James H. | Fairfax, VA | February 07, 2016
I chuckled for a minute after reading today's strip. Then I looked at it again, and I felt a bit sad. I wonder if Kim has wanted children of her own all these years, if she ever told Mike she wanted them to have kids, and, if she did, why it hasn't happened. If Doonesbury were publishing daily perhaps GBT would be exploring this storyline in-depth.
Patti H. | Rome, NY | February 07, 2016
Oh dear. With the 20-years-ago Flashback strip bringing us to the first meeting of Mike and Kim, today's "too late to fantasize about the future" is just too poignant!
Tom | San Francisco, CA | February 07, 2016
I wondered what became of the "pregnancy" story arc. At 40-something and 60-something (by my reckoning), biological children (who would be younger than their own nephews) might not be in the cards for Kim and Mike. But it's never too late (or too soon) to be a foster grandparent, a Big Brother / Big Sister, or a Court Appointed Special Advocate for children, or to foster a refugee child. As the children's story goes, "There's always room for one more!"
CLICK ON 'ENLARGE'
Linda | Gainesville, FL | February 04, 2016
I wish you would use bigger type for the wording in your comic strip. I am 60, and can no longer read your daily strip, because type is too small. I can read other comic strips without problem. I believe many of your followers are like me and have been reading your comic strip for years, and now we are aging and need larger type. Thank you.
Good news! Go to our home page -- Doonesbury.Washingtonpost.com -- and click on the red word ENLARGE, which appears just below the final panel of the strip. A considerably larger version of the strip will then pop up for your reading pleasure. Just click on the larger image to revert to the smaller one.
Rick Gordon | Highland Mills, NY | February 02, 2016
I find it more than ironic that the "dump" B.D. exclaims it's time Mike moved out of, is the same home in which B.D. and his family currently reside.
Perle O. | Baton Rouge, LA | February 02, 2016
I admit, I found myself resorting to the "donation in your name" for my nieblings, whose tastes in actual gifts I can no longer keep up with. I picked Kiva, the microloan charity, which reflected their volunteer interests. They get to pick which needy people to loan their gift donation to, and when it gets paid back, they will get to loan the same money over and over again, selecting the person each time.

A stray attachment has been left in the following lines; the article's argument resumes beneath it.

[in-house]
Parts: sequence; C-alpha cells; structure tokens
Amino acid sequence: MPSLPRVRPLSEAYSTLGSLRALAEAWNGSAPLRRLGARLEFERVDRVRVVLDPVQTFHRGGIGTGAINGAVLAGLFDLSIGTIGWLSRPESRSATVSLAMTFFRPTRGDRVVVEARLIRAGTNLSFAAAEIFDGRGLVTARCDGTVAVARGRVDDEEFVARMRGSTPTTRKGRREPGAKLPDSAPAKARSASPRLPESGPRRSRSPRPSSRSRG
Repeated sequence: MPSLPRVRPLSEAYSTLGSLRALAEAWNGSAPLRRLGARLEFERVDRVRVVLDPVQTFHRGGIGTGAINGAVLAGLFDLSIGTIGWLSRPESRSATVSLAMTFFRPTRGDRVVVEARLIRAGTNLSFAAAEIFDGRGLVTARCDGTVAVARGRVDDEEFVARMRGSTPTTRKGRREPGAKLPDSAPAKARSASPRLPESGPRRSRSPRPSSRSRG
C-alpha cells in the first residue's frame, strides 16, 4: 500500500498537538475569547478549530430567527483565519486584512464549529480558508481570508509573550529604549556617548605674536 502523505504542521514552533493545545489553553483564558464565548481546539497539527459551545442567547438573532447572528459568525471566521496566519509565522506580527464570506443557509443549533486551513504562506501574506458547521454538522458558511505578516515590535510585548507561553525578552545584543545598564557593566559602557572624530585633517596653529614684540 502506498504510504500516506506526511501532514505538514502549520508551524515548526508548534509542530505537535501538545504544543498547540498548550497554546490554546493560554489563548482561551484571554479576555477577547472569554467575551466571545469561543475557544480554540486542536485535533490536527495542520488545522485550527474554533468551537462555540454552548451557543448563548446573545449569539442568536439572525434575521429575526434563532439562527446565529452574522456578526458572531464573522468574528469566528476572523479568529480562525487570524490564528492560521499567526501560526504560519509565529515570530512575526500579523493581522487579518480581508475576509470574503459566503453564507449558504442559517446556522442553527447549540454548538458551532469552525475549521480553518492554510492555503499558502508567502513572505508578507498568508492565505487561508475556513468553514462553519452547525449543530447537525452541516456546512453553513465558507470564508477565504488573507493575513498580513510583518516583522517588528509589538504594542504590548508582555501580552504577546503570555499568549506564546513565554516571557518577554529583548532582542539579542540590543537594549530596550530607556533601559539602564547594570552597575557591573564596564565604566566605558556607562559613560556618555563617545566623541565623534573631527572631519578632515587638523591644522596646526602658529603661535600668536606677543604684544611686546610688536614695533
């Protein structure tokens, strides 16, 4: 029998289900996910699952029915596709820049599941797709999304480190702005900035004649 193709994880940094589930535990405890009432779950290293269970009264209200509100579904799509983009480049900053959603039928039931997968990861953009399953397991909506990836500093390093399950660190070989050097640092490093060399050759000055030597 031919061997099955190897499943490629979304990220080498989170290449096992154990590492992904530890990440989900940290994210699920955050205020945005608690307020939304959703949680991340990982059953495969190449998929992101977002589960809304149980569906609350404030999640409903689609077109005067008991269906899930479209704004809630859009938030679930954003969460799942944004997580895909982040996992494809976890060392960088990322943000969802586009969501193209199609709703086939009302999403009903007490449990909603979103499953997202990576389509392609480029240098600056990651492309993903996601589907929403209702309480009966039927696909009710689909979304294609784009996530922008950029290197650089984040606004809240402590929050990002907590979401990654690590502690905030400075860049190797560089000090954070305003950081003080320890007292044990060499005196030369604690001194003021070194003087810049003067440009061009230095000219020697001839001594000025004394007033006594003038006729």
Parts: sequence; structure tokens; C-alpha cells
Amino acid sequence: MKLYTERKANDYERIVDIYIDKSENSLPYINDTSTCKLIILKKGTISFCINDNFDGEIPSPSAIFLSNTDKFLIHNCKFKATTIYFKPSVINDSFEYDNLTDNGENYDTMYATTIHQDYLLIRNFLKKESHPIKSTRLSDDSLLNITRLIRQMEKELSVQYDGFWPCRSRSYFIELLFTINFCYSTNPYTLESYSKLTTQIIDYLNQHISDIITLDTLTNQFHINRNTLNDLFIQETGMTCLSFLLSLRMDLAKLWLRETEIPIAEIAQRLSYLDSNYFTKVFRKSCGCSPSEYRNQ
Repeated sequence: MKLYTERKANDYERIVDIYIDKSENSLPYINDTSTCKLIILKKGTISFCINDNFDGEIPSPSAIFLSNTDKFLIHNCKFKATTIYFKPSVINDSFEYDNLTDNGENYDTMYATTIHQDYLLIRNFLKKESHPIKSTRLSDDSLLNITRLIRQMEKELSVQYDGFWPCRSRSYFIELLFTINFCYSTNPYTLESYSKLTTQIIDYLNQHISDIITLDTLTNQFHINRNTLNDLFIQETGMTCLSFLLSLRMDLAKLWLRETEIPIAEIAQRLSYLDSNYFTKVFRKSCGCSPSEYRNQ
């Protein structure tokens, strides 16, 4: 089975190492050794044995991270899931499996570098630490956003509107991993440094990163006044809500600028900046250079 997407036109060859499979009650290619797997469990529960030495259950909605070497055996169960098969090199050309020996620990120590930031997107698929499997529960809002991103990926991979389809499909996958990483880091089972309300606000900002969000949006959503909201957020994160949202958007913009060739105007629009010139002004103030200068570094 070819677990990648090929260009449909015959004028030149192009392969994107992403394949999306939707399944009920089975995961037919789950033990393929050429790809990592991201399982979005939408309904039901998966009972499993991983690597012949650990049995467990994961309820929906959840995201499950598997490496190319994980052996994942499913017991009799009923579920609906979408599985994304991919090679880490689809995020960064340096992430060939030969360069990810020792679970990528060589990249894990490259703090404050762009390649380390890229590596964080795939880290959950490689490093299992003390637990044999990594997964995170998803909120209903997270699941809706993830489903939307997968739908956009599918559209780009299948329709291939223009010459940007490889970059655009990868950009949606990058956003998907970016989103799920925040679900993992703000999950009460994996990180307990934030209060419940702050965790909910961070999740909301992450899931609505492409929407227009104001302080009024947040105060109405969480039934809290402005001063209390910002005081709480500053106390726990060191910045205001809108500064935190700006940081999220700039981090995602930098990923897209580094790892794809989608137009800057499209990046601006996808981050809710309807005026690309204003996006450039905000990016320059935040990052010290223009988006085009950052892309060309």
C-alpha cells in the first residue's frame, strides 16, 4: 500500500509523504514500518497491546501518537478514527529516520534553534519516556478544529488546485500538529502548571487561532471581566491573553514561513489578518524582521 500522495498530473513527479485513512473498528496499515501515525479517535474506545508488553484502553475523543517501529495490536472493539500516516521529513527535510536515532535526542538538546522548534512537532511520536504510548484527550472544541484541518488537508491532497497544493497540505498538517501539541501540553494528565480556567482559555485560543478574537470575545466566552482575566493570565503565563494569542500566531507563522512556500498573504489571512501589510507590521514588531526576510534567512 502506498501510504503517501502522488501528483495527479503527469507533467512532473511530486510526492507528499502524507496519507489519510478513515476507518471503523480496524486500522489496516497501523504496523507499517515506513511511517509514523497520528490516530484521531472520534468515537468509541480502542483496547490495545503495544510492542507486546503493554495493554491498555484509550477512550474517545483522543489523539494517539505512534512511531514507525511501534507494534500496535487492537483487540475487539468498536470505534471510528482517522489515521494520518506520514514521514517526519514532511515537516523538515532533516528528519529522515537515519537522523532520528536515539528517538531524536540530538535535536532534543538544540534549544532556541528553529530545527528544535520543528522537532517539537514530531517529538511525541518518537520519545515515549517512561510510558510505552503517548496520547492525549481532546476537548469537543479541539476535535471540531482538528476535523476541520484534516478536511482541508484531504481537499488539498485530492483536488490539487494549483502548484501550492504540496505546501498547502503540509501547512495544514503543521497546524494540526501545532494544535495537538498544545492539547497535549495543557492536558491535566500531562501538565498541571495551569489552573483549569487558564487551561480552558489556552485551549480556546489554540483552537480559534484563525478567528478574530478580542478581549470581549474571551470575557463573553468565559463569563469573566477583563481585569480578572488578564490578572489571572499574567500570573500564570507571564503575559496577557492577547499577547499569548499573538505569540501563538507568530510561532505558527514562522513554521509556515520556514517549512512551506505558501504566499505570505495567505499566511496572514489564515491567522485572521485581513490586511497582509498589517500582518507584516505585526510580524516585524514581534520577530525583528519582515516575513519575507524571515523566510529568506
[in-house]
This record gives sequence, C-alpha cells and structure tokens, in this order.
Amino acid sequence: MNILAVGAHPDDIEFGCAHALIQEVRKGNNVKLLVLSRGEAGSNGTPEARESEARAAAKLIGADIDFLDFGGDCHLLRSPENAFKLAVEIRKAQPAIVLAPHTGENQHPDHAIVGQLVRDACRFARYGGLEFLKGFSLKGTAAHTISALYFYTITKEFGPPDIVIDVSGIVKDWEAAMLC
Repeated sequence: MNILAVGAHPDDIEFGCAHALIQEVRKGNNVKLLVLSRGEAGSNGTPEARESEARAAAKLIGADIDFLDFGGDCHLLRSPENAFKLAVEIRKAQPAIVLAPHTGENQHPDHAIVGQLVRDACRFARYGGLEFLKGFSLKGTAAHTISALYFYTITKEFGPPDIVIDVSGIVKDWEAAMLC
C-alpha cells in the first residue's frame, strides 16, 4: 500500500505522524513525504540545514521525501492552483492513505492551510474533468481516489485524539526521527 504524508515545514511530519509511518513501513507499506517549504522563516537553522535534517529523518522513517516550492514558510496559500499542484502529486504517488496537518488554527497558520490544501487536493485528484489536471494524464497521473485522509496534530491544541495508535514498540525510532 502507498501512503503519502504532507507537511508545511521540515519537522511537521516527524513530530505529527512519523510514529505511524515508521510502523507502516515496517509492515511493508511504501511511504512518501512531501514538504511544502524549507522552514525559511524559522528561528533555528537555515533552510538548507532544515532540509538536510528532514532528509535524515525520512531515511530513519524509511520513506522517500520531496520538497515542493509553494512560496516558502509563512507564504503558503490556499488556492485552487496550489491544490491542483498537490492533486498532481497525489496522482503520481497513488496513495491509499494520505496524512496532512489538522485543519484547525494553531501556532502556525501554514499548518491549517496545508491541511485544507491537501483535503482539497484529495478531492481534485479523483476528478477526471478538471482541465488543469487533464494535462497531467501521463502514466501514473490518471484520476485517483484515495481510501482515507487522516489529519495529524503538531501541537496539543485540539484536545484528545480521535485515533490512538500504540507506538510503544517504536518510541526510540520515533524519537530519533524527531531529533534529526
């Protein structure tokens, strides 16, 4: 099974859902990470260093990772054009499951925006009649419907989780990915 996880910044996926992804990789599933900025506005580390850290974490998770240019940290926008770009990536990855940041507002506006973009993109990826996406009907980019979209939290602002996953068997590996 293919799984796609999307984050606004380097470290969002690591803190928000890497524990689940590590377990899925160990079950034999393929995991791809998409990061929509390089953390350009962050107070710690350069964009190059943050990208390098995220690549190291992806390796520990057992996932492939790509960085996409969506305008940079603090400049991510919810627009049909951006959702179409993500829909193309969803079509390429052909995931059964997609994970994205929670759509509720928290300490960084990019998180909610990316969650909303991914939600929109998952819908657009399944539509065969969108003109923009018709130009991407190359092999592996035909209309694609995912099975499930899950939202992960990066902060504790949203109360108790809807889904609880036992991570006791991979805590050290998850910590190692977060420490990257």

John Ghalt | Anchorage, AK | February 01, 2016
I was pleased to see GBT plugging the "quaint" custom of old-school thank-you cards, right along with forgetting what Aunt Mary's gift actually was. I can't help but wonder which of his relatives (or friends) so polishes his halo. Another custom worthy of skewering is the annual self-aggrandizing "Christmas newsletter."
Bobfaser@hotmail.com | Hobart, AUSTRALIS | February 01, 2016
I wish to defend the use of charity donation cards as presents for Christmas (or other occasions). They work particularly nicely when combined with other smaller gifts. A $30 charity card plus a $5 lottery ticket plus either a CD/DVD/decent bottle of wine, makes a nice and substantial gift for many discerning adults. (And, besides, the smiling goat on the gift card gives a distinctive touch to the collection of various seasonal cards.)
Michael Mowle | Rochester Hills, MI | January 31, 2016
I'm not sure how to take today's strip. My family made the decision long ago to forgo the ludicrous consumerism that tarnishes the season and instead make charitable contributions for one another. (Except for the kids too young to understand). I, for one, think it is a beautiful thing and am puzzled by what appears to be a stand for consumerism, debt, and a lot of things I didn't think GBT stood for.
Neal | Concord, NH | January 31, 2016